@JohnF Look just like mine except mine have blue and yellow plastic thingies on them. Never had an issue with them. Work fine every time.

No, for cleaning out your ears.

They work as well as washers under screws if you need some and don’t happen to have any around. I speak from experience :rofl:

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Look into channel managers. Some of them likely offer integration with smart locks. Unlike Air, they are far more likely to care if you have issues and fix them.

I use Schlage too. I also have master keys for the front door and the door to the suite. I purchased a lock box (looks like a huge master lock) and hang it in an easily described location on my enclosed front porch but not seen when they walk in.

Inside are two keys to the front door and suite with a note that states that if you don’t return keys or lose them there is a $200 fee to replace locks. It’s also in my listing the fee.

I have never had to use it but I give out the info for late checking in guests and know it’s there if I get a message from someone saying they can’t get in.

Great peace of mind.

Here is our story. We’ve been using August Smart Lock for nearly 3 years with great success. The August app allows the lock owner to link it with their Airbnb listing so that whenever we would get a booking our guest would be automatically set up for access during our check-in to check-out period. We only needed to let the guest know to follow a link sent by August to their email or smartphone to activate the August app. In our case we only assign them app use, not keypad, since we found the keypad not very reliable in cold weather.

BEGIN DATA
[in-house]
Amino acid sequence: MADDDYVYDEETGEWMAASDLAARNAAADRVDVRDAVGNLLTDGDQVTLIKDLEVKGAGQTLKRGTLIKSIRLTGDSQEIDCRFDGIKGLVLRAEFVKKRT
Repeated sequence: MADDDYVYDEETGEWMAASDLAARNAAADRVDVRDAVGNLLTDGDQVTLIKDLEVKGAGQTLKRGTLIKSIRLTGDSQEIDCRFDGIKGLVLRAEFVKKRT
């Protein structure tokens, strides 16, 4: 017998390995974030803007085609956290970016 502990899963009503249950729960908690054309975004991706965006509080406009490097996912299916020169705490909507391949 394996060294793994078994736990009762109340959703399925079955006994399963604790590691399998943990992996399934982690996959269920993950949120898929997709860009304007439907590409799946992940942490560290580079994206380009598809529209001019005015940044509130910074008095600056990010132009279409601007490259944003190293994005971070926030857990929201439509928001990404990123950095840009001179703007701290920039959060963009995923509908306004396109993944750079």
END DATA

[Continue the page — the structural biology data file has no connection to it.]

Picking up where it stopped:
All was well until recently Airbnb and August made a change which results in an automated long message being sent to the new guest from our Airbnb message thread with information about the lock. This precedes our automated welcome message which we set up to be sent upon each booking, and results in the guest being barraged with a long stream of messages, of which the first one they see is not our welcome message.
I tried repeatedly to get both Airbnb and August to change this so we have control over messages that go to our guests, but to no avail. Each one sends me to the other one. For now I have unlinked our Airbnb and August accounts and am setting up August lock access manually after each booking.
I had to hang up after a very frustrating call with Airbnb where I could not convince them that they have control over other parties’ access to their message system but to no avail.